One thing that has troubled me about this whole situation is that I haven’t cried enough. I know that there are wells of tears that have not been breached. There are so many losses to mourn. There is so much fear to be flooded out. But where do you find the time to cry? I was at the monastery for 5 days and couldn’t manage to get it out. I spent 3 weeks on vacation with no release. Now I have to work and rearrange and plan—there is no time or space for crying.
Time or space. I don’t have either and I feel the strain. I love Sara. She is the best friend and roommate that a person could ask for. She supports me, encourages me, and teaches me so much about how to be a friend, a daughter, and a guest. But we have spent so much time together sharing our work, play and personal space and I don’t know how to create my own mental space in that arrangement. When she is here, I want to be with her, doing fun things and just living. However, there is a part of life that is just me and that part can’t only live in my head. It necessitates an outward expression that requires that I leave her for a time or a space. I am just afraid that taking that time or space will make her feel unloved. And that is the last thing that I would want to do.
I have been in this dilemma more times than I care to think about. When they are short-lived, I can wait them out with little ill effects. However, I have struggled through enough long-lasting ones to know that they only make me a worse friend and companion. There are times that I just need to go away. But how do you do it gracefully?
Another reason that I don’t want to process, that I feel I can’t, is that processing relationships requires a certain level of evaluation that I feel incapable of giving. I know that I am not completely inept relationally. My large circle of friends and acquaintances proves this. However, this is a weak point for me. I feel like I am a relationship disaster. My communication is bad, my staying power is often lacking, and I am so incredibly selfish that I am horrible at loving people in the way that they need to be loved. All this seems glaringly obvious when my relationships change and I have to look at them for what they are. How do you evaluate a relationship? How do you know where to pursue and where to let go? How do you gauge their importance?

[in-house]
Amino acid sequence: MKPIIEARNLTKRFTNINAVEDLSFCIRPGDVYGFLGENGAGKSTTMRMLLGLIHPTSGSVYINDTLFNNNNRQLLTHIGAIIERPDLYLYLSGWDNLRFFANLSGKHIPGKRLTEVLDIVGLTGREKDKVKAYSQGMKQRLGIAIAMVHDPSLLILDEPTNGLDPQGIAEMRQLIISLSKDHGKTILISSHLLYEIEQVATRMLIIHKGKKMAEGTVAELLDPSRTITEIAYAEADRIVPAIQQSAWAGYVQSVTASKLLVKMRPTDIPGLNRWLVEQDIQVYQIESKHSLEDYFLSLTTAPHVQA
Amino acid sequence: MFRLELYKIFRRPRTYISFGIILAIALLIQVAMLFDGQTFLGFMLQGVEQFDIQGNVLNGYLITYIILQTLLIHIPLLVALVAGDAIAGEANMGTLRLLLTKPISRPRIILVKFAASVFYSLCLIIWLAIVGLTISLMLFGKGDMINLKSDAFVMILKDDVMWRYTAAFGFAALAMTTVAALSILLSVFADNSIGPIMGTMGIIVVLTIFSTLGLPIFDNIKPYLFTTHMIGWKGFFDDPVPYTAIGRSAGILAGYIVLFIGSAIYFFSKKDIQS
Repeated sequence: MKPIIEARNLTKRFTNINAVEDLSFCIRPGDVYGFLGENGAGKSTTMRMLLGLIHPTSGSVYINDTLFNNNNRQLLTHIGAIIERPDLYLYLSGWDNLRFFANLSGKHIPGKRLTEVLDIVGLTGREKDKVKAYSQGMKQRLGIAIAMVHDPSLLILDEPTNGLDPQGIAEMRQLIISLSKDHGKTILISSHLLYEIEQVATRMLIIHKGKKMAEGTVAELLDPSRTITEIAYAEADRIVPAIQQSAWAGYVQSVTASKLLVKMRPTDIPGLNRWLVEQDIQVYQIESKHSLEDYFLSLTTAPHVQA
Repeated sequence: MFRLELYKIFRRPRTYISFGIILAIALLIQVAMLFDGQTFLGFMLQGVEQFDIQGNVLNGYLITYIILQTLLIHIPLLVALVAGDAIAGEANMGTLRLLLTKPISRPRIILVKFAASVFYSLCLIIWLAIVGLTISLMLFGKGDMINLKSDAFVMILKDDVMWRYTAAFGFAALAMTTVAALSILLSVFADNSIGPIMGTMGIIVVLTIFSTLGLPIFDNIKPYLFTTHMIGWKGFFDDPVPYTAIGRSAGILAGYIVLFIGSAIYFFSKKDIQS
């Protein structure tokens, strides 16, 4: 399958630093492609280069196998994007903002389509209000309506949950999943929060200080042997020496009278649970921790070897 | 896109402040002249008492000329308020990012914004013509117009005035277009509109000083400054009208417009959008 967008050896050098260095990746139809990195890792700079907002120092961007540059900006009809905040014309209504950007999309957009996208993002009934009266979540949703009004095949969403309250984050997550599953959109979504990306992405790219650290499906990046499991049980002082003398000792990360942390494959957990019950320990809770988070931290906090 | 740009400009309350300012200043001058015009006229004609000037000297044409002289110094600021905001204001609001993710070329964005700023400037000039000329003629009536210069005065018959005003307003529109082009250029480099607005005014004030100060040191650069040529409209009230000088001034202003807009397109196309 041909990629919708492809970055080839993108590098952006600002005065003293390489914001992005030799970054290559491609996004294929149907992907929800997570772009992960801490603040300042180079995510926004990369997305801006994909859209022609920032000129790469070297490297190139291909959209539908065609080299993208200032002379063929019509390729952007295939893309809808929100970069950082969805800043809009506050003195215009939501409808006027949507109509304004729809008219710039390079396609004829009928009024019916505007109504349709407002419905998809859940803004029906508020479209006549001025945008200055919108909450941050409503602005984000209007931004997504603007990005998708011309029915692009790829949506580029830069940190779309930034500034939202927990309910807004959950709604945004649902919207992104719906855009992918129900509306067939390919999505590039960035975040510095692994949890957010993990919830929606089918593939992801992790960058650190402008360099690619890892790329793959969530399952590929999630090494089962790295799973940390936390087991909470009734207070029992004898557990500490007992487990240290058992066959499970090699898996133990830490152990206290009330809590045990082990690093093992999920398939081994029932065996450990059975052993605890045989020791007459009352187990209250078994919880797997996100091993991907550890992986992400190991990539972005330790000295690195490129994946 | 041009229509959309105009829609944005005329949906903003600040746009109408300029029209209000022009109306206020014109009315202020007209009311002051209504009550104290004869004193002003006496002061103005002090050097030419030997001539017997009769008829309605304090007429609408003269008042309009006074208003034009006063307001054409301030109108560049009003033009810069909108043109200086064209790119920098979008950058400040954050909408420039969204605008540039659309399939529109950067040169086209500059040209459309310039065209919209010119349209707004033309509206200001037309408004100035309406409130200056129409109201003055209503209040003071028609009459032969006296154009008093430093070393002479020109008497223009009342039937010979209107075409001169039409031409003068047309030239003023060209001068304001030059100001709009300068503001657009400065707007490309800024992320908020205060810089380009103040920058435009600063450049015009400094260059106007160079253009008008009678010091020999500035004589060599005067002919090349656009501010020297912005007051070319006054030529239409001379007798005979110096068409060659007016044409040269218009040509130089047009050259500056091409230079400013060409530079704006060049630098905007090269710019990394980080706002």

Not only must they be evaluated, but I also must decide what I am going to do about them. Who is called and when. Who is written and how often. Who will see me when I come back to visit. Who will just ever so quietly drift out of my life. And then I agonize over how they will feel, and what my responsibility is and how diligent I am being about it. I suppose this is just a horrible mix of people pleasing and fear, but that doesn’t change the reality of how it makes me feel.
Enough of that for tonight. I need to go to sleep. The alarm will be sounding much to early, and I am I beginning to feel more sleepy.
01 February 2007
The reason, simply, is that God made us to live our lives mainly on a small scale. We spend most of our time relating to our families, our friends and neighbors, our co-workers, our churchmates. And that's where our achievements lie — if we regard them as "achievements" at all. (A better attitude would be reflected by words like service, and a still better attitude if we remember that service is something to regard with joy.)
Regrettably, some people have their priorities messed up. Nancy Pelosi may think "from the kitchen to the Congress" is a big promotion, but in truth, what she did in the kitchen was probably more valuable than what anyone (not just her) does in Congress. And that's not because women should be confined to the kitchen, but simply because it was one of many valuable things people do close to home, with their families, where real life takes place.
There are more thought provoking ideas in the article, which you can find in full here.
The sadness is tempered by the joy of meeting new people and jump-starting old relationships. The open unknown is less fearful because I have Sara, and we have pieces of security--relationships, familiar places, and the conviction that we are going the right direction--that removes a lot of the pain and anxiety.
There is so much more to write about, but let it suffice to say that getting on the road to the north is the best next step that I can think of and I am so glad that my God and my best-friend Sara are on the road with me!